85 percent of US social players don’t come back after first day
Analytic group Playnomics today released its Q3 2012 user data report, revealing highlights about the play habits and churn rates for social game players here in the United States. The most eyebrow-raising figure to come out is that 85 percent of new social game players didn’t come back to a game after the first day.
The study also revealed about 95 percent of all U.S. players acquired between July and September were inactive by the end of the quarter. Among those users who leave social games, women churned at an undisclosed higher rate than men. That said, women also play social games longer than men before they quit.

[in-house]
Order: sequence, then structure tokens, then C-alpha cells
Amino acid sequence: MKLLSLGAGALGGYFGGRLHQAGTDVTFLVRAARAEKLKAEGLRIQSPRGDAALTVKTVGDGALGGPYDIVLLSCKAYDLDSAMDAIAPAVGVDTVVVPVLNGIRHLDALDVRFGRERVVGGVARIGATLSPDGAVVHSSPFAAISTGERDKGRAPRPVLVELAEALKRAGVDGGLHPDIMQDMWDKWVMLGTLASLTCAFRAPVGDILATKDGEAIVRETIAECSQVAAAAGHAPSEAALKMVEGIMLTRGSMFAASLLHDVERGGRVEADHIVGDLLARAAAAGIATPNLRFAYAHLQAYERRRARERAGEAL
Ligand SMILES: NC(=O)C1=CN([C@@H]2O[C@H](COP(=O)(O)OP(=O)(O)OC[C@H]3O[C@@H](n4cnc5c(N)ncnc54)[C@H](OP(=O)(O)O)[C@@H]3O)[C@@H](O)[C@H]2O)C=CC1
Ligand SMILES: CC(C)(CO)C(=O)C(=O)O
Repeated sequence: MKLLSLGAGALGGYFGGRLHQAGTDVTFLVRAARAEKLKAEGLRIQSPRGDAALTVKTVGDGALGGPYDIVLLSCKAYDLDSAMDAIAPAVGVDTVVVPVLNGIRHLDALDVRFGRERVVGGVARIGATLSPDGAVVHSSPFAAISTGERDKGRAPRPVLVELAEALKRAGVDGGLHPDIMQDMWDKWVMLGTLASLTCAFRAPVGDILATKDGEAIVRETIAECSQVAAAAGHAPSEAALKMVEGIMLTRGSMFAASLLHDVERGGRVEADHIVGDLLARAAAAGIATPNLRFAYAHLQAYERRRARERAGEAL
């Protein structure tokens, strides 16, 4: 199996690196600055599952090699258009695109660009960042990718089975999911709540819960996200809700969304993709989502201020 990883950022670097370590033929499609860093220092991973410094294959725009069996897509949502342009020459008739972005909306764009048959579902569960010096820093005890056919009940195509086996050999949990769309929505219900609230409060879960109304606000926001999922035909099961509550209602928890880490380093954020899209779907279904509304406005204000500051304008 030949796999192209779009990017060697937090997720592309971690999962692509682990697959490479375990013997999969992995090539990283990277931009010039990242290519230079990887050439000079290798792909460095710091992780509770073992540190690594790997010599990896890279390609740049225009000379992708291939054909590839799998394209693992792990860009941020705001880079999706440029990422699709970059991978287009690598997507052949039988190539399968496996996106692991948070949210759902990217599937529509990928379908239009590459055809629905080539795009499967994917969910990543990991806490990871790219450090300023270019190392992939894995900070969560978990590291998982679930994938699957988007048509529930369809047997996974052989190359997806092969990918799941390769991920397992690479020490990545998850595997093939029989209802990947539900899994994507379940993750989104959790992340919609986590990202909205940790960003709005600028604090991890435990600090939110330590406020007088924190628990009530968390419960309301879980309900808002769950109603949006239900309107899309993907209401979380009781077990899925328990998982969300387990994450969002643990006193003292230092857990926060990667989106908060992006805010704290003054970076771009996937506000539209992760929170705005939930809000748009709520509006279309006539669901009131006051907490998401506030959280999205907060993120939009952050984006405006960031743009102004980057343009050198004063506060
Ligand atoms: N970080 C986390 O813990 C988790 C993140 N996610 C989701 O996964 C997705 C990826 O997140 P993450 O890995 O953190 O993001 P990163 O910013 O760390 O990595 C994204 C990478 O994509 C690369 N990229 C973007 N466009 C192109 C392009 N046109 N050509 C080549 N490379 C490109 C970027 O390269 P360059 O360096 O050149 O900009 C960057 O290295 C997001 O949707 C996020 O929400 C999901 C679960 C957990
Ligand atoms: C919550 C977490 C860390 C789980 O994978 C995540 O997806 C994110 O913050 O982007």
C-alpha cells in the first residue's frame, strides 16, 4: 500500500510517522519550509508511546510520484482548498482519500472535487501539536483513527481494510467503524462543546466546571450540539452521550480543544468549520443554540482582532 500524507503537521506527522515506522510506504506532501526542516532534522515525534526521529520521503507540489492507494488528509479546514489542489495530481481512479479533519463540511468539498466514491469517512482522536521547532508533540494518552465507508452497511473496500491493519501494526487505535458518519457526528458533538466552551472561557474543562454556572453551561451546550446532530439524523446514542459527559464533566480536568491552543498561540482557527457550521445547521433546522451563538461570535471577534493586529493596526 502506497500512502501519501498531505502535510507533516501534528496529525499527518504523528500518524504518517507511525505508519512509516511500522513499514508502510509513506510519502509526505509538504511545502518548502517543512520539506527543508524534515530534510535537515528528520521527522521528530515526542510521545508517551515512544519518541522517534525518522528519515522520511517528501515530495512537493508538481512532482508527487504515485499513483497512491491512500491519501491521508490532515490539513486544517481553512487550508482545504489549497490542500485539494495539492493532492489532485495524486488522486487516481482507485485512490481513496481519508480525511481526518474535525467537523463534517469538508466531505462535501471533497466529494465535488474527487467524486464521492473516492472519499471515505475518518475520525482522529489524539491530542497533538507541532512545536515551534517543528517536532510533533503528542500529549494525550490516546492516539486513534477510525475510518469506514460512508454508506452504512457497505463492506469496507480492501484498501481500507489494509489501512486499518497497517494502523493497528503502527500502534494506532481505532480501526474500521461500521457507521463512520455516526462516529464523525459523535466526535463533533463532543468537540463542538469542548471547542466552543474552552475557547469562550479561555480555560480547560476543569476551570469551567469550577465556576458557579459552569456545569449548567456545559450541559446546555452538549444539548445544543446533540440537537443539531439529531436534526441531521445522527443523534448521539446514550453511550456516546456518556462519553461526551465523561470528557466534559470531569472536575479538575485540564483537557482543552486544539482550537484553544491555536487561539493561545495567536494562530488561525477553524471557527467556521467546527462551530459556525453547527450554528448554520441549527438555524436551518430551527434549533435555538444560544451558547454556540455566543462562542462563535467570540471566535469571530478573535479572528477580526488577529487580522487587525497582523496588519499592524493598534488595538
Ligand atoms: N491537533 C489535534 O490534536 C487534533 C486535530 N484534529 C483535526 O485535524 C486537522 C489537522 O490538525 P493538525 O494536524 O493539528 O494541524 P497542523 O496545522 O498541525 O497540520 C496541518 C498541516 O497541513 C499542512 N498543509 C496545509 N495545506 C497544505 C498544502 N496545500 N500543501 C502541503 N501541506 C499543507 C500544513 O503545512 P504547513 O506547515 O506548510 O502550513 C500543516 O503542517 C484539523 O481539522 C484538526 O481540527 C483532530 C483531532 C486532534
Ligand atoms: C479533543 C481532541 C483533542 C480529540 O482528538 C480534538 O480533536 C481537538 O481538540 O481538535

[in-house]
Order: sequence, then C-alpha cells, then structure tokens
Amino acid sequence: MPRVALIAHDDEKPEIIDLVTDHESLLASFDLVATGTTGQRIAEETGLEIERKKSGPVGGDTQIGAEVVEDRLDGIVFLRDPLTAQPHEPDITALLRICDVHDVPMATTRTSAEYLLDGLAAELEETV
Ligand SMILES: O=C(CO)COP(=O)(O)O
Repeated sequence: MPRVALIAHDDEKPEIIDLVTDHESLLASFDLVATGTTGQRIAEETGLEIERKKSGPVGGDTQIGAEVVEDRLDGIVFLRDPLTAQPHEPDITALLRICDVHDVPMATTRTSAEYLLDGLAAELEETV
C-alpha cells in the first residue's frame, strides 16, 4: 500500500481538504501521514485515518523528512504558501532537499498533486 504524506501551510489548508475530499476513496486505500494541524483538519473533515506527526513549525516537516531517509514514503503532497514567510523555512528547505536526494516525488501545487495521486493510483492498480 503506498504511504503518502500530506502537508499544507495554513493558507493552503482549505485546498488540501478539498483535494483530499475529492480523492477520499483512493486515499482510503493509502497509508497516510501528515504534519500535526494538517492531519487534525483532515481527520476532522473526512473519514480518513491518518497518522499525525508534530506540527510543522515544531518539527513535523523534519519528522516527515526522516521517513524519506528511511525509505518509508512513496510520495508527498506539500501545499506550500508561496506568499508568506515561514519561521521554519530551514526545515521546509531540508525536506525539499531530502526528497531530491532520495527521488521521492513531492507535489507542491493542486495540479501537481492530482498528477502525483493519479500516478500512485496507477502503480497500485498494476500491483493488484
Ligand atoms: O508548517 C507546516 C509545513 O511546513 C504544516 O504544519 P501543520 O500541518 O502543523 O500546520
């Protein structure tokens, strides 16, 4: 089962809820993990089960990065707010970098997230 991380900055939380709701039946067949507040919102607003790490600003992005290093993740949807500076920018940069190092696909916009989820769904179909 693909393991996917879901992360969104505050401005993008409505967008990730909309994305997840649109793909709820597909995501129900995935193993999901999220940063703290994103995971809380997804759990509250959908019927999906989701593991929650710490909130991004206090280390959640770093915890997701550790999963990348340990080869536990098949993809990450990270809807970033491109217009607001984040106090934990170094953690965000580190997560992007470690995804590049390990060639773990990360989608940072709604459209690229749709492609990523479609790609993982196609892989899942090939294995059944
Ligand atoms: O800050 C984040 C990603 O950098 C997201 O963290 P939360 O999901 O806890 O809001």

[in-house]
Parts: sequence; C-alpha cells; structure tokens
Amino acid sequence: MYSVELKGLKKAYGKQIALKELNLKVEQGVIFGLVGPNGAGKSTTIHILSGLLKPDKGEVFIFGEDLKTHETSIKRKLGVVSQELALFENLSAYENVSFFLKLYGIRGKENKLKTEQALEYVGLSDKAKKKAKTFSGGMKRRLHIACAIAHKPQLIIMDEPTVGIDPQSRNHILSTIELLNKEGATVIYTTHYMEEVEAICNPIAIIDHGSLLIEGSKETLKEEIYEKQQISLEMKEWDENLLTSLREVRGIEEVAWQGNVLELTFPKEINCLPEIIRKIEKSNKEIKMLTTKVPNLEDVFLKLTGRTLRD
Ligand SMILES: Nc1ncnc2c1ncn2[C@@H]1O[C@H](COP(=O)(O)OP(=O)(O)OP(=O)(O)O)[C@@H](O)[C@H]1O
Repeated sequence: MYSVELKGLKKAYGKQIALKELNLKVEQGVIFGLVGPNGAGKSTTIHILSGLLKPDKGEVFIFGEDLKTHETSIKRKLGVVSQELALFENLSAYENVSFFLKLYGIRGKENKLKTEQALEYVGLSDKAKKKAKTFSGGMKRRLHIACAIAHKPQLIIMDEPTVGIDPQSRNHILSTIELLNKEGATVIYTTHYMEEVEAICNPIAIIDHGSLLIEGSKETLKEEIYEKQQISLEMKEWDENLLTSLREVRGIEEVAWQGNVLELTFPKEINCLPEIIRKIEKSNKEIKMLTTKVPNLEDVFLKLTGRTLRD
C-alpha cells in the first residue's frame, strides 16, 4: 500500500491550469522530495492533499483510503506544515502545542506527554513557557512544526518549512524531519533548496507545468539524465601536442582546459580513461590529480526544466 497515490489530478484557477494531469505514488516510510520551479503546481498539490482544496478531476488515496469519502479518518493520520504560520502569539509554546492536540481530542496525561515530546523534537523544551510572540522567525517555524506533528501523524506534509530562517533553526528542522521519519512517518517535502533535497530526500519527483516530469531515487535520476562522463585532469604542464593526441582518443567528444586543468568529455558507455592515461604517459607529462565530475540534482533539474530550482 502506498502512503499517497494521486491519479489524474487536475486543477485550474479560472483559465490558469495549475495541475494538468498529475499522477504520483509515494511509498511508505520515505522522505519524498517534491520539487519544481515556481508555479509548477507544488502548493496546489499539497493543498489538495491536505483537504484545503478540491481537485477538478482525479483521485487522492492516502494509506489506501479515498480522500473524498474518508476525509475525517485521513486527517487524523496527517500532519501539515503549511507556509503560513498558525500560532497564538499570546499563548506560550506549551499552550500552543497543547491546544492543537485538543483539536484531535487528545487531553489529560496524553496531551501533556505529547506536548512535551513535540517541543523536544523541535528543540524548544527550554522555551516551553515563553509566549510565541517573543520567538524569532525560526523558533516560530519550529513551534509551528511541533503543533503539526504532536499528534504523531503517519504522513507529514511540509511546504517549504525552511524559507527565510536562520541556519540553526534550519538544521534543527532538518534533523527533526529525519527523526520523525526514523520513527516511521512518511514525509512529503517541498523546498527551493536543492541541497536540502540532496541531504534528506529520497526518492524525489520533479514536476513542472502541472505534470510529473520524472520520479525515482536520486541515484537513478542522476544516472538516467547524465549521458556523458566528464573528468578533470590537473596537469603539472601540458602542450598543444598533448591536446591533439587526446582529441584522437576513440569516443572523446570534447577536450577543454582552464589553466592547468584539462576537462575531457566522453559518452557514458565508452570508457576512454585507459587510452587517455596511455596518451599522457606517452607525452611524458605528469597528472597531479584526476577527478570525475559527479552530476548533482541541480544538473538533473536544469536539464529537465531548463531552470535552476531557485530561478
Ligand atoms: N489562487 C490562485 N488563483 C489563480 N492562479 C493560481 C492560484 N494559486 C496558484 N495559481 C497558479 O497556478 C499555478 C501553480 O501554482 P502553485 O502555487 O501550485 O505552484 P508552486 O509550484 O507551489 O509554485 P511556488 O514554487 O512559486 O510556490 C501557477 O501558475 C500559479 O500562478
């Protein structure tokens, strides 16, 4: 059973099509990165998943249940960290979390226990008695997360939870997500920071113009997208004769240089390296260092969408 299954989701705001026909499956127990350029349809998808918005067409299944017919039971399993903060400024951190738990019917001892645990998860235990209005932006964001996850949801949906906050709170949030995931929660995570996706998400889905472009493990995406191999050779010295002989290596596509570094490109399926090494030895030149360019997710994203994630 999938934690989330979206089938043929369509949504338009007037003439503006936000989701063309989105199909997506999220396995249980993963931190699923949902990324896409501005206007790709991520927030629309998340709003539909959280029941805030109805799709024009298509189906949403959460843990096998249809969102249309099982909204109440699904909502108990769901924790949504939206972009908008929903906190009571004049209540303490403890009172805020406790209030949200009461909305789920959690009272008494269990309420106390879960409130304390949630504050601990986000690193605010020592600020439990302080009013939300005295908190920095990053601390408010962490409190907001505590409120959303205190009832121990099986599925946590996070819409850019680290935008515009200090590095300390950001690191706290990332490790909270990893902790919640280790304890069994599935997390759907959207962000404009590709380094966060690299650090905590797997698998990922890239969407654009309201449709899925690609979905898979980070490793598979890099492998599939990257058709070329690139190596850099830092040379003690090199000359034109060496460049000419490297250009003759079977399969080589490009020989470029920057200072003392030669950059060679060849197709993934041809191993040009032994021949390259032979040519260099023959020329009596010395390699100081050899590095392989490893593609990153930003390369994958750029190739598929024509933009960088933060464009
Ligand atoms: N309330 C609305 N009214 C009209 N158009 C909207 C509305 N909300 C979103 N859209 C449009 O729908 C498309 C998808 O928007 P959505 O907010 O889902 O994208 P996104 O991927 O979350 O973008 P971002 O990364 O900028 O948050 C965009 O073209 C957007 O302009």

Those people who don’t churn can actually be identified early on, since Playnomics says these folks tend to play twice as long on their first day as churners. Also, players are most likely to play on Saturdays, but will play the longest on Mondays. Fridays and Saturdays are when games monetize best, Finally, the state of Oregon had the most engaged players in the country and the Southeastern area in the U.S. had the least engaged.
Playnomics’ user data report provides each player with a score based on attention, loyalty and intensity so developers can glean a better understanding of their player base in order to retain users. You can check out the rest of the study’s results here.